Poor overall survival rates for HIV-associated Hodgkin’s lymphoma was linked to a lack of treatment, particularly among male patients who were black or white Hispanic, and poor prognosis in a subgroup of patients with undetermined histology, according to recent findings published in AIDS.
Results from previous observational studies suggested that overall survival outcomes for patients with and without HIV who also had Hodgkin’s lymphoma were similar, according to researchers. In contrast, population-based studies from the Centers for AIDS Research Network of Integrated Clinical Systems and the National Cancer Institute/Surveillance, Epidemiology and End Results program showed that HIV-positive patients receiving combination ART had poor overall survival, with a 5-year estimate of about 63%.
“Hodgkin’s lymphoma is generally believed to be highly curable,” Adam J. Olszewski, MD, associate professor of medicine at Alpert Medical School, Brown University, said in a press release. “We have an expectation to cure over 90% of early stage patients and even 70 to 80% of quite advanced cases.”
To investigate the unfavorable survival outcomes for patients with HIV, Olszewski and Jorge J. Castillo, MD, from the division of hematologic malignancies at Dana-Farber Cancer Institute, Harvard Medical School, collected data on 43,935 patients with Hodgkin’s lymphoma from the National Cancer Data Base from 2004 to 2012. They followed patients for a median duration of 51 months, comparing trends, management patterns and associated survival outcomes among patients with and without HIV. The results were adjusted for gender, race, year of diagnosis, type of health insurance, income, age, disease stage and the presence of B-symptoms.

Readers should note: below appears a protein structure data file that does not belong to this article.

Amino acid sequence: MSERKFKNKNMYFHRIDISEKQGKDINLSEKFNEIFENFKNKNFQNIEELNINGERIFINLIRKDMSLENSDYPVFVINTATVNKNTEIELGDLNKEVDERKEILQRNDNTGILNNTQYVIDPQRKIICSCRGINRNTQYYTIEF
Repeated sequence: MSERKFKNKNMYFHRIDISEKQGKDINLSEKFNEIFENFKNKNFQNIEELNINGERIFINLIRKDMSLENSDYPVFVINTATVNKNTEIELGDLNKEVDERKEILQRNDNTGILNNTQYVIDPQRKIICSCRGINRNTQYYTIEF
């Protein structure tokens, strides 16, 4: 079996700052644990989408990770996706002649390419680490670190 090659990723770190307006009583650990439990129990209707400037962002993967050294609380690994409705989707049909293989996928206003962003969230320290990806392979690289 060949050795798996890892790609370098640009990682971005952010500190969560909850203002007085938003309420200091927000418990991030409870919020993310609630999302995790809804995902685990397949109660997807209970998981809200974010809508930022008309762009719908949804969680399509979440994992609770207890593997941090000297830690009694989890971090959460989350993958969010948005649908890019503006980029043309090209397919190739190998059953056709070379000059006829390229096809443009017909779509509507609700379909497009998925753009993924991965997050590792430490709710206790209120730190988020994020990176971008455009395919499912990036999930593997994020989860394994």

Olszewski and Castillo identified 2,090 Hodgkin’s lymphoma patients with HIV, most of whom were Hispanic or black men with advanced-stage Hodgkin’s lymphoma. They observed an increasing trend in black patients with HIV from 2004 to 2012 (31% to 49%).
Sixteen percent of HIV-positive patients were not treated for their lymphoma compared with 9% of HIV-negative patients (P < .00001). Older, nonwhite men with an undetermined histology who lived in areas with the lowest median income were associated with a higher risk for nontreatment, the researchers wrote.
“These associations are concerning in the context of HIV incidence in the United States, which is nearly 10 times higher in African-Americans compared with whites, and the fact that according to our data half of currently diagnosed HIV-positive Hodgkin’s lymphoma patients are of black race,” the researchers wrote.
The 5-year overall survival for patients with HIV was 66% (95% CI, 64%-68%), which was substantially lower than for those without HIV (80%; 95% CI, 79%-80%).
A separate analysis limited to HIV-positive patients who had received chemotherapy revealed that overall survival outcomes for those with nodular sclerosis, mixed cellularity, lymphocyte-rich and lymphocyte-depleted histology were similar to those of patients without HIV. Mortality, however, was significantly higher in HIV-positive patients with an undetermined histology (adjusted HR = 1.56; 95% CI, 1.31-1.85). A model fitted for all histologic subtypes also demonstrated significantly higher mortality in patients with HIV (aHR = 1.29; 95% CI, 1.15-1.44).
“Patients with undetermined histology require particular attention due to worse prognosis and high risk of nontreatment, and may be targeted by novel, alternative approaches,” Olszewski and Castillo concluded. – by Stephanie Viguers
Disclosure: The researchers report no relevant financial disclosures.